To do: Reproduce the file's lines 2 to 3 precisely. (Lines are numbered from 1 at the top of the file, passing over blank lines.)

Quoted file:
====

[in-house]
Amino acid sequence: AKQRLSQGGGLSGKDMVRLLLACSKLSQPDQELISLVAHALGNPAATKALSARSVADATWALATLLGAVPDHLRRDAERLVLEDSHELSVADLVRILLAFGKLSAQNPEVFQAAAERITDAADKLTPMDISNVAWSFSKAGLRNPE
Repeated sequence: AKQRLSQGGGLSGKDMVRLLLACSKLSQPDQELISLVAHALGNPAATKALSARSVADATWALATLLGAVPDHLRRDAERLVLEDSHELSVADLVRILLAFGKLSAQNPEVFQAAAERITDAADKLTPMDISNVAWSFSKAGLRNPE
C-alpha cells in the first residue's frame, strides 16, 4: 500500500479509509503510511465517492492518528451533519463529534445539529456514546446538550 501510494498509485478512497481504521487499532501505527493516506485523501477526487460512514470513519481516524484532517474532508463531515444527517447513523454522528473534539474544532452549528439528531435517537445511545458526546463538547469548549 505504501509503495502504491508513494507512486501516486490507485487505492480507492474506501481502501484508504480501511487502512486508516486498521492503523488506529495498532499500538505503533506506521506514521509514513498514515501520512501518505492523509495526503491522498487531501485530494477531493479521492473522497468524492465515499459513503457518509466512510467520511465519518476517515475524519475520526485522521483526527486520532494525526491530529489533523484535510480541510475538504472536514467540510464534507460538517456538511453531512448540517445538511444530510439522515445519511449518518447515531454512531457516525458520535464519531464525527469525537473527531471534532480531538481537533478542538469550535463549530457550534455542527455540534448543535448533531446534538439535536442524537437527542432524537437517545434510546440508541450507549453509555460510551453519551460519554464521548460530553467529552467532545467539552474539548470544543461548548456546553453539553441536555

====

Amino acid sequence: AKQRLSQGGGLSGKDMVRLLLACSKLSQPDQELISLVAHALGNPAATKALSARSVADATWALATLLGAVPDHLRRDAERLVLEDSHELSVADLVRILLAFGKLSAQNPEVFQAAAERITDAADKLTPMDISNVAWSFSKAGLRNPE
Repeated sequence: AKQRLSQGGGLSGKDMVRLLLACSKLSQPDQELISLVAHALGNPAATKALSARSVADATWALATLLGAVPDHLRRDAERLVLEDSHELSVADLVRILLAFGKLSAQNPEVFQAAAERITDAADKLTPMDISNVAWSFSKAGLRNPE